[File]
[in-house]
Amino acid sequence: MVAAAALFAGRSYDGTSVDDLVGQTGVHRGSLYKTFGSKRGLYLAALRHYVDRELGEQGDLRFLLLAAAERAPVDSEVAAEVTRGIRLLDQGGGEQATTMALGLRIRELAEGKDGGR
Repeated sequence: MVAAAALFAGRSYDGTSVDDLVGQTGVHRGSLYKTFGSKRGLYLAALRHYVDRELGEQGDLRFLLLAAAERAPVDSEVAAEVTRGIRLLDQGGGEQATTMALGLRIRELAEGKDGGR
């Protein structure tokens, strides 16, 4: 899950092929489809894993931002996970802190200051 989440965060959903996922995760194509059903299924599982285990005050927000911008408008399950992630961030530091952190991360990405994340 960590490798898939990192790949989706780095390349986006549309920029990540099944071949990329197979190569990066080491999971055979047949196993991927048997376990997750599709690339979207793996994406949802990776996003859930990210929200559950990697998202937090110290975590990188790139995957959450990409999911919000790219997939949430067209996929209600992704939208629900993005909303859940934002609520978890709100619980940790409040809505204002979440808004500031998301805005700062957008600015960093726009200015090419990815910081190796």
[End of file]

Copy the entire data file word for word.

[in-house]
Amino acid sequence: MVAAAALFAGRSYDGTSVDDLVGQTGVHRGSLYKTFGSKRGLYLAALRHYVDRELGEQGDLRFLLLAAAERAPVDSEVAAEVTRGIRLLDQGGGEQATTMALGLRIRELAEGKDGGR
Repeated sequence: MVAAAALFAGRSYDGTSVDDLVGQTGVHRGSLYKTFGSKRGLYLAALRHYVDRELGEQGDLRFLLLAAAERAPVDSEVAAEVTRGIRLLDQGGGEQATTMALGLRIRELAEGKDGGR
């Protein structure tokens, strides 16, 4: 899950092929489809894993931002996970802190200051 989440965060959903996922995760194509059903299924599982285990005050927000911008408008399950992630961030530091952190991360990405994340 960590490798898939990192790949989706780095390349986006549309920029990540099944071949990329197979190569990066080491999971055979047949196993991927048997376990997750599709690339979207793996994406949802990776996003859930990210929200559950990697998202937090110290975590990188790139995957959450990409999911919000790219997939949430067209996929209600992704939208629900993005909303859940934002609520978890709100619980940790409040809505204002979440808004500031998301805005700062957008600015960093726009200015090419990815910081190796």